Librarians and archivists often make extremely conservative assumptions about the risk involved in copying unpublished materials. Many institutions have time-consuming, overly-cautious procedures to ensure vigorous compliance with copyright law—sometimes without a full understanding of the law or of the negative impact their procedures have on achieving their mission. If access is the goal, then any unnecessary restriction is counterproductive.
The digital age has induced still more caution, creating the ironic situation where, just when users ought to be getting improved access, they're not even getting as good access as they could through interlibrary loan, in-person visits, and analog copying. The result constrains research and limits what should be entering the scholarly record.
This activity was initiated as a response to suggestions by staff from RLG Partnership institutions. The idea was refined at the 2009 RLG Partnership Annual Meeting and an advisory group provided guidance in developing an event to explore these issues.
Streamlined, community-accepted procedures will establish a community of practice that will cut costs and boost confidence in our ability to increase visibility of and access to unpublished materials.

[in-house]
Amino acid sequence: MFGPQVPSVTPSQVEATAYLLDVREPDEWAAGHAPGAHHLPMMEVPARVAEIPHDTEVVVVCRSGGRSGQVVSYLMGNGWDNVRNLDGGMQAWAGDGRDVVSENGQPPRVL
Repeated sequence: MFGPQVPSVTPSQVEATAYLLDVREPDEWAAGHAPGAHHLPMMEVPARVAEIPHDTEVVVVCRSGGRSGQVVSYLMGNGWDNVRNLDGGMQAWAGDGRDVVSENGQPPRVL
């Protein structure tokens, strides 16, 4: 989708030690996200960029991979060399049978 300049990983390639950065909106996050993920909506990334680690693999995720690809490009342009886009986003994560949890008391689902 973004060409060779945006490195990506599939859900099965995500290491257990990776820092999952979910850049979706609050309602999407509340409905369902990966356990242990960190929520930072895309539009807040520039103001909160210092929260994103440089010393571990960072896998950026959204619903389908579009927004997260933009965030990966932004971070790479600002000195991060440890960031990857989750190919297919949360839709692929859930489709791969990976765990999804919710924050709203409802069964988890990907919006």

Scope: This activity has identified strategies for analyzing and developing acceptable risk behaviors and recommending practices for libraries and archives.
Audience: While a variety of experts were involved in the activity, the beneficiaries are archivists, special collections librarians and museum curators. The outcomes should also be of interest to administrators and legal advisors, and of course the ultimate beneficiary is the researcher.
Methodology: An invitational seminar, broadcast in real time, collected imaginative thinking by experts from archives, special collections and the law. See the Undue Diligence Web page for complete details about this program.
The seminar concluded with a discussion of what was termed "well-intentioned practice." OCLC Research staff, with input from speakers and advisors, had drafted a reasonable approach to balancing risk and access when making collections of unpublished materials accessible online. The participants in the seminar discussed and improved the document. Following the meeting, the revised document was shared with the speakers, advisors, participants and a few other experts. More improvements were made. The one-page document offers a practical approach to selecting collections, making decisions, seeking permissions, recording outcomes, establishing policy and working with future donors.
A community of practice is forming around the Well-intentioned practice for putting digitized collections of unpublished materials online." Organizations and individuals are proclaiming their support by contacting Ricky Erway firstname.lastname@example.org to encourage others to adopt the practice.
The seminar, Undue Diligence: Seeking Low-risk Strategies for Making Collections of Unpublished Materials More Accessible, was held on 11 March 2010 and was simulcast to remote audiences. Presentations and recordings from the seminar are available on the Undue Diligence Web page.
Most recent updates: Page content: 2010-11-14